Covid-19 pandemic showed fault lines on urban and digital health: Ayushman Bharat CEO3 min read . Updated: 15 Aug 2020, 10:06 PM IST
- Bhushan said that 100TB data helped government in detection of high risk groups and people with co-morbidities to provide information, education for covid-19
- Preeti Sudan, the outgoing secretary, union health ministry also a speaker said that India has trained over 7 million people to tackle the covid-19 pandemic
New Delhi: The health crisis emerging out of covid-19 pandemic showed the fault lines on urban and digital health in India, and government initiatives using data helped in responding to the challenges, said Dr Indu Bhushan, CEO of Ayushman Bharat on Saturday.
He was speaking at a virtual event conducted by The Nudge Foundation, Bangalore based nonprofit organisation in partnership with The Rockefeller Foundation and the Skoll Foundation.
Bhushan said that 100TB data helped government in detection of high risk groups and people with co-morbidities to provide information, education for covid-19.
“IT backbone that was created has been sought after by many states. Our Call centre supported during the crisis and so far 60 lakh calls fielded so far. Initiatives like these help build resilience during medical emergencies," he said during the session titled —the road ahead: Building resilience in India's primary healthcare system.
Preeti Sudan, the outgoing secretary, union health ministry also a speaker said that India has trained over 7 million people to tackle the covid-19 pandemic.
Sudan said that one of the key elements of resilience is statement of deliverables in primary healthcare. In context of covid-19 pandemic, Sudan said, “We need to know what are the targets, given the physical geographical diversity. We also have local epidemics. All this means we need to define deliverables. We need to merge vertical programs horizontally."
She said that health ministry alone cannot handle health, but Ministry of Women and Child, Ministry of Rural Development, Swacch Bharat, Fit India Movement, etc. Multi sectoral ministries have to converge, for making the healthcare resilient.
Field workers working together and leveraging technology (e-sanjeevani) can help build resilience along with strengthening human resources such as Doctors, nurses, epidemiologists, lab technicians.
“We have done a lot of work towards this also. India has increased seats in medical colleges, undergraduate and postgraduate, specialists, diplomas. We have also started with Health & Wellness centers - community health providers – this needs to be worked on. This will help build resilience and it is being done in medical education. We have 44,000 community health providers in our Health & Wellness Centers," Sudan said.
During the same session, elaborating on human resources, Dr Devi Shetty - Chairman & Founder, Narayana Health pointed out that in the near future, there is an expected shortage of 12-13 million healthcare professionals globally.
“Developed countries will open their doors to developing countries, offering better compensation. It is an existential threat to India to not look at the healthcare needs of the world. We need to reorganize our training programs so that students can easily pass entrance exams and get suitable jobs," said Shetty.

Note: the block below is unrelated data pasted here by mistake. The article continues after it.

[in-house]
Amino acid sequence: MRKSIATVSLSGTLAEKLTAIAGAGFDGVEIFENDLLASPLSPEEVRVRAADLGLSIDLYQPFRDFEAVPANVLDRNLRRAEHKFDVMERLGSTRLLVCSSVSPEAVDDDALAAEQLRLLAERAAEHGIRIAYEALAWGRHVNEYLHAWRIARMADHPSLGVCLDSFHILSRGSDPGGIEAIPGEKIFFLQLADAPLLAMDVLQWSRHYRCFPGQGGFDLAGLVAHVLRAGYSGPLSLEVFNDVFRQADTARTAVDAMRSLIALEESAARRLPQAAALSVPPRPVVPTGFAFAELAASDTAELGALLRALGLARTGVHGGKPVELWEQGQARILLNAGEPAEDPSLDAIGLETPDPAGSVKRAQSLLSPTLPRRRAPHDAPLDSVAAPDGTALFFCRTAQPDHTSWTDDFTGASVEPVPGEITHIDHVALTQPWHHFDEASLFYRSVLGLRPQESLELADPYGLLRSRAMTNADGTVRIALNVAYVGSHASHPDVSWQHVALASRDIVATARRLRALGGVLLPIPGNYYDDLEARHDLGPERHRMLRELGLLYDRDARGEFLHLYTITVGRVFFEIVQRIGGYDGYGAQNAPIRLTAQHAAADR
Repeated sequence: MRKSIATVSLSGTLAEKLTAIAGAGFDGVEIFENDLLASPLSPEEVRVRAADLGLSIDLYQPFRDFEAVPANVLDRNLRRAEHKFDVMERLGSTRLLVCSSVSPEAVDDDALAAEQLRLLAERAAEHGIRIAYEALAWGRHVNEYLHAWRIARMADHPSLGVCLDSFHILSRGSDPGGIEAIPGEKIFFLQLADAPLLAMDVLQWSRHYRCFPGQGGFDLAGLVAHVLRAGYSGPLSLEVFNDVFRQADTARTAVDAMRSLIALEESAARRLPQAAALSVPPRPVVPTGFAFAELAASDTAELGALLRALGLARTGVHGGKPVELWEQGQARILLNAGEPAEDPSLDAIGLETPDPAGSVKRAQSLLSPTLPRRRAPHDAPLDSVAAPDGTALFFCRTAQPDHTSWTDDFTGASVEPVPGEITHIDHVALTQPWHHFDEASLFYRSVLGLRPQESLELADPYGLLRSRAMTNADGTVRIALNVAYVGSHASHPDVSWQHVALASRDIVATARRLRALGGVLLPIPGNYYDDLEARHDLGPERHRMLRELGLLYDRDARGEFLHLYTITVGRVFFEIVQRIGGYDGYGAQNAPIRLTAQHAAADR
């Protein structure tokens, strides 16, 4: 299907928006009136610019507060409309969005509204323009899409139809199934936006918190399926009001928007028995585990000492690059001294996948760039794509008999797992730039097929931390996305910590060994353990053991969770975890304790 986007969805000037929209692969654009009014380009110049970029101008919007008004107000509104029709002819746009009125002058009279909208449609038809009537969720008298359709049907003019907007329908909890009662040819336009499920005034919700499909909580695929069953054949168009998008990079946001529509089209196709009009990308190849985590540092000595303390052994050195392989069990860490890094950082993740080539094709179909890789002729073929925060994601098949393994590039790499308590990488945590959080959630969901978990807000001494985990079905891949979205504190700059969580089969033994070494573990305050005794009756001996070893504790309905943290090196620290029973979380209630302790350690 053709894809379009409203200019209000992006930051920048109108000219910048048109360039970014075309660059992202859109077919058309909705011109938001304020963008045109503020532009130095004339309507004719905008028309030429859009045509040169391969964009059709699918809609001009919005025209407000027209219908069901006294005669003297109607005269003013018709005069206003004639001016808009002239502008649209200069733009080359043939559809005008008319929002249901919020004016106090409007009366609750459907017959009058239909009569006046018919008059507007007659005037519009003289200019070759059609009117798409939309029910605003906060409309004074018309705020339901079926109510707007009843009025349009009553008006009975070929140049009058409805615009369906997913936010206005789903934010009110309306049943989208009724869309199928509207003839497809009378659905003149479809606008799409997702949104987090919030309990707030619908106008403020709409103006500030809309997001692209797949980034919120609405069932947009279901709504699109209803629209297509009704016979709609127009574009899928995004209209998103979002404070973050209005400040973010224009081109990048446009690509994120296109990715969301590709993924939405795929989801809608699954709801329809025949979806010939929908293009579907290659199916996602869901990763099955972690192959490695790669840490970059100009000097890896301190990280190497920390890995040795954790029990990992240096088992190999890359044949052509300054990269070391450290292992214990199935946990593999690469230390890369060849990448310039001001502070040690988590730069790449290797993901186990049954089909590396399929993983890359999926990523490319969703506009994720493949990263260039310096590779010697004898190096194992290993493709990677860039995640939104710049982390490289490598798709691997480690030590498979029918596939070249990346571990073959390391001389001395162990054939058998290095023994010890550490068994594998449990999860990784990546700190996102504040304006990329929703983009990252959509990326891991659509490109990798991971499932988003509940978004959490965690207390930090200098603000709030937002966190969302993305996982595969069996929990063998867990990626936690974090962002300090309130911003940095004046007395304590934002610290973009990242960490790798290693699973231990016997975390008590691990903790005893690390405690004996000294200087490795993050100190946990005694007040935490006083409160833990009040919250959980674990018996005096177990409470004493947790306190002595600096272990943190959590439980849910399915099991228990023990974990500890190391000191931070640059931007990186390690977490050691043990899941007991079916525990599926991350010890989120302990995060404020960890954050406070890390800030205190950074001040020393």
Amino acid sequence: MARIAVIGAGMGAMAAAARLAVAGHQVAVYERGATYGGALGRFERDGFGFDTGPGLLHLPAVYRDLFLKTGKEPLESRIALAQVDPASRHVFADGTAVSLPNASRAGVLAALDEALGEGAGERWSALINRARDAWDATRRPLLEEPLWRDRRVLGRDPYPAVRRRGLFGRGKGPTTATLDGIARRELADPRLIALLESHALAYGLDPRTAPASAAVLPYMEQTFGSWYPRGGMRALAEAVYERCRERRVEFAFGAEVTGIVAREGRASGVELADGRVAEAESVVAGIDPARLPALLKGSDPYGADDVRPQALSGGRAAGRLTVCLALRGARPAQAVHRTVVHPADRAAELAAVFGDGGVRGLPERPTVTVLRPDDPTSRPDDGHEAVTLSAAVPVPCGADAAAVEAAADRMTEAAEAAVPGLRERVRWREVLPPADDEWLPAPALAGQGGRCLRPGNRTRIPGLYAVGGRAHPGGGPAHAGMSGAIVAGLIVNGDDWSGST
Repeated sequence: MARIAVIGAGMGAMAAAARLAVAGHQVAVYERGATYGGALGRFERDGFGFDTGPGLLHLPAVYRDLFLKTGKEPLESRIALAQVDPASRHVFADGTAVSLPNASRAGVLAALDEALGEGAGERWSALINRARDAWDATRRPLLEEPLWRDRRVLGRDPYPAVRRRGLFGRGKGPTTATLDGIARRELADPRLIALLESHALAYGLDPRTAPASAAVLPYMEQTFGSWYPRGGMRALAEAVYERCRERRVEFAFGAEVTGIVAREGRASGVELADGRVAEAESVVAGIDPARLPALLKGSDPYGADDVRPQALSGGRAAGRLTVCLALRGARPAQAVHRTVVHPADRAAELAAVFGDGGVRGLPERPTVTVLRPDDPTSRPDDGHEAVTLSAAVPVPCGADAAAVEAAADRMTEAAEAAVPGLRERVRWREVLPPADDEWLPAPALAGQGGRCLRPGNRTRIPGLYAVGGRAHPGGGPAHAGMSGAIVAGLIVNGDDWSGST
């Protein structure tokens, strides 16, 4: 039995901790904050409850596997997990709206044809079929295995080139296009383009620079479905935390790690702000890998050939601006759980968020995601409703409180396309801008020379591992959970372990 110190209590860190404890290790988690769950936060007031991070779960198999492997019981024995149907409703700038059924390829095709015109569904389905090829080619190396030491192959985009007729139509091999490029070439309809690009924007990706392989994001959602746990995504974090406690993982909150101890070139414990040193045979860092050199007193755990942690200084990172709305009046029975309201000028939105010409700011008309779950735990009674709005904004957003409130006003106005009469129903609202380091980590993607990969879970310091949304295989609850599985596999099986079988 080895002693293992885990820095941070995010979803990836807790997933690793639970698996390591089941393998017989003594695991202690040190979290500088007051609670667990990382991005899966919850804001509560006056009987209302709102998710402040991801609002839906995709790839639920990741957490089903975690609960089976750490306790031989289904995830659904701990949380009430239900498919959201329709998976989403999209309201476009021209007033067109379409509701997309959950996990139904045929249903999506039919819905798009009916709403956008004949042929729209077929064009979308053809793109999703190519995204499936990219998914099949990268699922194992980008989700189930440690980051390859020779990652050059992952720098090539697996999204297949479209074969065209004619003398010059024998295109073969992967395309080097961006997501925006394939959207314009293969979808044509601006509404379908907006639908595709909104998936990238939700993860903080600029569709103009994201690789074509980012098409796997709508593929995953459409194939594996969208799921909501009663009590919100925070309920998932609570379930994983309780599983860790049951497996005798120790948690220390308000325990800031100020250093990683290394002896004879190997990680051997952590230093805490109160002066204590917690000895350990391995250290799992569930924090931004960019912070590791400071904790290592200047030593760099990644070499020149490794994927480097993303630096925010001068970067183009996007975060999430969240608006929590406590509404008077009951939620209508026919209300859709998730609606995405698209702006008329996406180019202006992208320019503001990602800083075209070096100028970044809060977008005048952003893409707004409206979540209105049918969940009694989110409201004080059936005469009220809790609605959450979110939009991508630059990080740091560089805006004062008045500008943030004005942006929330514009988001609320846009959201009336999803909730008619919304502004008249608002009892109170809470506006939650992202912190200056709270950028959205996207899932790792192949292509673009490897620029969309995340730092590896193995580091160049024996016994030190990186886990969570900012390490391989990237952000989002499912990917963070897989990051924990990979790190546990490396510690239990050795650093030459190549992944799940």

“There are 500 medical colleges in the country today that can take upto 100-150 students per year. We have 700 district hospitals. These should be part of medical colleges," he said adding that each medical college should be asked to double the number of seats. Pre-clinical training happens in the campus, Clinical work in the district hospital.
Shetty said that from 60,000 to 70,000 seats in medical colleges, one can double the seats at virtually no cost to the government.
Once a district hospital is converted to a medical college, the delivery of healthcare in the district will change. Students will go to these districts because of the education opportunity, said Shetty. He recommended that reorganising the training program will have high impact on transformation in medical field and medical education.
Dr Soumya Swaminathan, chief scientists at the World Health Organisation (WHO) in her address said that the Countries which have invested in the past on public health, universal health coverage and good primary healthcare, good surveillance systems have fared much better.
She cautioned of the challenges for India in tackling the ongoing pandemic despite managing it well in terms of ramping up testing. “The challenges ahead are still huge due to the obvious factors - population, diversity, capacity of our health systems, overcrowding in the cities and the lack of access in rural areas, said Swaminathan adding that there is a need to be innovative, flexible and rooted in science, data and evidence with room for local contextualization.
She said that India has been investing heavily in data systems - unique identification, electronic health record, National Health Stack and the National Health Assurance authority working digitally. All of this is helping to build the backbone of digital health infra which will be key for the future.
“This is also an opportunity to invest in telemedicine. And not only just for the classic patient-doctor scenarios but also for training, supporting and communicating with our frontline workers, and many-one shared virtual appointments in managing chronic diseases,"’she said.